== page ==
Far from being the exception, the vast majority of people will experience pain to one degree or another during their working lives. In the general population, episodes of musculoskeletal pain are usually self-limiting and many people remain at work or return quite quickly. Only around 1% to 2% of episodes of sickness absence in workers go on to become long-term incapacity for work4. It is estimated that chronic pain of moderate to severe intensity occurs in 19% of adult Europeans, seriously affecting their daily activities, social and working lives5, while one in six working adults in Australia are affected by chronic pain6.
• Highlight the impact of pain on work • Identify potentially modifiable factors that influence the impact of pain while at work and on return to work • Provide an overview of interventions that target these factors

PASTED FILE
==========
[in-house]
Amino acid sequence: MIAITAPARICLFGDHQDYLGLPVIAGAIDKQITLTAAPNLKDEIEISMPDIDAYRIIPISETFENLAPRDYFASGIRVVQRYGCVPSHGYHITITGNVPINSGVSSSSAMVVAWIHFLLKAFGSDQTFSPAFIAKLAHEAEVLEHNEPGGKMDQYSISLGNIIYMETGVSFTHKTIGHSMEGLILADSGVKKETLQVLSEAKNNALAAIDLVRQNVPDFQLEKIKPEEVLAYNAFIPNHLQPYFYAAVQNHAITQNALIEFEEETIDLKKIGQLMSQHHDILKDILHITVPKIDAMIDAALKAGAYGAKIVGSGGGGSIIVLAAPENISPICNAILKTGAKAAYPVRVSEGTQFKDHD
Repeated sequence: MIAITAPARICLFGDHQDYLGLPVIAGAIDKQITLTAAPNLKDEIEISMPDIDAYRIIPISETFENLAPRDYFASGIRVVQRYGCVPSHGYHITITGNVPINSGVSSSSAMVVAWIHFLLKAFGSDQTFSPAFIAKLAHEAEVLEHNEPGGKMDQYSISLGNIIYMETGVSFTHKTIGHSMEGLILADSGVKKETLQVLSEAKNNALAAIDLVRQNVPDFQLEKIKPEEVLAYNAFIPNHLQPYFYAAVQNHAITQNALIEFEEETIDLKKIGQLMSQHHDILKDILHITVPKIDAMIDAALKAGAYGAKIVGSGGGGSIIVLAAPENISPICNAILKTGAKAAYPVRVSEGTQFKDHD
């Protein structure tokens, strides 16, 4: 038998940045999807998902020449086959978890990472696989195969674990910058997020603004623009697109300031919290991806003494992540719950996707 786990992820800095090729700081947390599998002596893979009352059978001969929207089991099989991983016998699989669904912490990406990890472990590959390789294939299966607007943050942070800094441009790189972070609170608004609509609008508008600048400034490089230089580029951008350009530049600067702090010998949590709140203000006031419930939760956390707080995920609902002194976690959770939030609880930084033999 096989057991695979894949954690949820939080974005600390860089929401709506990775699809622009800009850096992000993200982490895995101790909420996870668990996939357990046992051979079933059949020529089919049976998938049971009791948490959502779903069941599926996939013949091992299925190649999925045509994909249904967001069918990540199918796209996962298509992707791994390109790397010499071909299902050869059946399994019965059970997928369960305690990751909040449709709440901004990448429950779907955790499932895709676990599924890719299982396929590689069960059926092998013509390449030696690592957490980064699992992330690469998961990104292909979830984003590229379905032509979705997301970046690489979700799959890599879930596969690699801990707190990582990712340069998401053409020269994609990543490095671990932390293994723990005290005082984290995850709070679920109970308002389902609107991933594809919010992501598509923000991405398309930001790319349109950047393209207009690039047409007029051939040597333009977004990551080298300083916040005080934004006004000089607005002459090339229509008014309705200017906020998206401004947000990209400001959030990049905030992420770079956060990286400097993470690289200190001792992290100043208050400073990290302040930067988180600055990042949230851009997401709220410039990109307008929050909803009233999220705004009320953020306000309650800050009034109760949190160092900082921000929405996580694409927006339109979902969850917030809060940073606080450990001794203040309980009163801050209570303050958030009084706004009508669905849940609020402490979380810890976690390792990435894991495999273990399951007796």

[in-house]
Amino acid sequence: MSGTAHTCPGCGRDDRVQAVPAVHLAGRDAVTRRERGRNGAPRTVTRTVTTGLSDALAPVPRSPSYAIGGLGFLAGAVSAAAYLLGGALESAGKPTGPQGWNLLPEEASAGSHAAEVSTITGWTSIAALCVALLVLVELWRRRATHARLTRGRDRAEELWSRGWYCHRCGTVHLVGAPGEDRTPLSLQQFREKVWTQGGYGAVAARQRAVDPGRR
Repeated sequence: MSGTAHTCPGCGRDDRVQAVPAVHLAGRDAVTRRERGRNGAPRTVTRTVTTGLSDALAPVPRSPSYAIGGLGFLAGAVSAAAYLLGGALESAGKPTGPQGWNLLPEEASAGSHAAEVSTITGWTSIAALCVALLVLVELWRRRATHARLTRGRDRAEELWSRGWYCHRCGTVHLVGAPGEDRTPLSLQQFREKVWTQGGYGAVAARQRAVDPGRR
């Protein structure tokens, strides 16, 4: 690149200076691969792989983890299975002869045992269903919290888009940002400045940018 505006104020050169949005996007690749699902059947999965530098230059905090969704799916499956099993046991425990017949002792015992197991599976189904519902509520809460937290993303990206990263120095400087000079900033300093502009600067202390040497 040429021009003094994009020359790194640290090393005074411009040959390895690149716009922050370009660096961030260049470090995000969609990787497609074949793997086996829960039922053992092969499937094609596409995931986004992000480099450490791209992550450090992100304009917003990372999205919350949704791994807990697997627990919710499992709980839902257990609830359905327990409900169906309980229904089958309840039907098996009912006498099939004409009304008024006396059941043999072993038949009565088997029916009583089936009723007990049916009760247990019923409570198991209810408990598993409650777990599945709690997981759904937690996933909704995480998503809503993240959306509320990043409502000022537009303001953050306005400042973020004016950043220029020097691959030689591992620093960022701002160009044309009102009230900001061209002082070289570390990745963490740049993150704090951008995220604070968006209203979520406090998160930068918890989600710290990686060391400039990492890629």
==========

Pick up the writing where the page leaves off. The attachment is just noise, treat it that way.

Health problems can adversely impact on work in a number of ways, which can be broadly categorised under the headings of absenteeism and presenteeism. Absenteeism can be defined as absence from work through ill health; it is the very lowest level of occupational performance. ‘Presenteeism’ can be defined as being at work in spite of illness. However, this is a broad definition and can encompass a whole range of scenarios, referring both to the way that health impacts on work for people who are able to attend work as well as individuals who attend work when they are too unwell to do so. The economic costs associated with reduced work capacity as a result of pain are very high on a global level and run in to several billion pounds annually in the UK alone1. Pain and musculoskeletal complaints account for approximately 20% of claims for long term state incapacity benefit (IB) in the UK4. Approximately 75% of these health problems are classed as being